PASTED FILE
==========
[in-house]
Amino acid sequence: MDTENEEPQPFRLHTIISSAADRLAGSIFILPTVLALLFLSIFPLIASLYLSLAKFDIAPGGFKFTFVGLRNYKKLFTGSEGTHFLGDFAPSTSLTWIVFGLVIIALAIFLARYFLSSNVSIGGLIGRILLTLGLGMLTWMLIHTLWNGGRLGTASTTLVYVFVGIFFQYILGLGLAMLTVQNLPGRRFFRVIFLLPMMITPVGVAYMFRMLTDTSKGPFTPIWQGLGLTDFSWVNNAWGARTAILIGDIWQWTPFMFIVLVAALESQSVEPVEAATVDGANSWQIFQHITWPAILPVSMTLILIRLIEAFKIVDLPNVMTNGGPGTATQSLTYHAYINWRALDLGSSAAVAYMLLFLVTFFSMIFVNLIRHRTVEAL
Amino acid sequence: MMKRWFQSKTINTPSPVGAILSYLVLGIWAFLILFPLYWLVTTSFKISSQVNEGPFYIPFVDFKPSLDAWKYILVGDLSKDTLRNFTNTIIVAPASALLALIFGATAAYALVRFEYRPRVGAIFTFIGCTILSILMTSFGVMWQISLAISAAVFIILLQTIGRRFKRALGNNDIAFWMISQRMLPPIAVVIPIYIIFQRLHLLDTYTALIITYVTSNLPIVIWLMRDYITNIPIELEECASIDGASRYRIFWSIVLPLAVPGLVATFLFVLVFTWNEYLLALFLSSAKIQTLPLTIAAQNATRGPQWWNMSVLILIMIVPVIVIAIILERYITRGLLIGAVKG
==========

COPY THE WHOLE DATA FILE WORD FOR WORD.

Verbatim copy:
[in-house]
Amino acid sequence: MDTENEEPQPFRLHTIISSAADRLAGSIFILPTVLALLFLSIFPLIASLYLSLAKFDIAPGGFKFTFVGLRNYKKLFTGSEGTHFLGDFAPSTSLTWIVFGLVIIALAIFLARYFLSSNVSIGGLIGRILLTLGLGMLTWMLIHTLWNGGRLGTASTTLVYVFVGIFFQYILGLGLAMLTVQNLPGRRFFRVIFLLPMMITPVGVAYMFRMLTDTSKGPFTPIWQGLGLTDFSWVNNAWGARTAILIGDIWQWTPFMFIVLVAALESQSVEPVEAATVDGANSWQIFQHITWPAILPVSMTLILIRLIEAFKIVDLPNVMTNGGPGTATQSLTYHAYINWRALDLGSSAAVAYMLLFLVTFFSMIFVNLIRHRTVEAL
Amino acid sequence: MMKRWFQSKTINTPSPVGAILSYLVLGIWAFLILFPLYWLVTTSFKISSQVNEGPFYIPFVDFKPSLDAWKYILVGDLSKDTLRNFTNTIIVAPASALLALIFGATAAYALVRFEYRPRVGAIFTFIGCTILSILMTSFGVMWQISLAISAAVFIILLQTIGRRFKRALGNNDIAFWMISQRMLPPIAVVIPIYIIFQRLHLLDTYTALIITYVTSNLPIVIWLMRDYITNIPIELEECASIDGASRYRIFWSIVLPLAVPGLVATFLFVLVFTWNEYLLALFLSSAKIQTLPLTIAAQNATRGPQWWNMSVLILIMIVPVIVIAIILERYITRGLLIGAVKG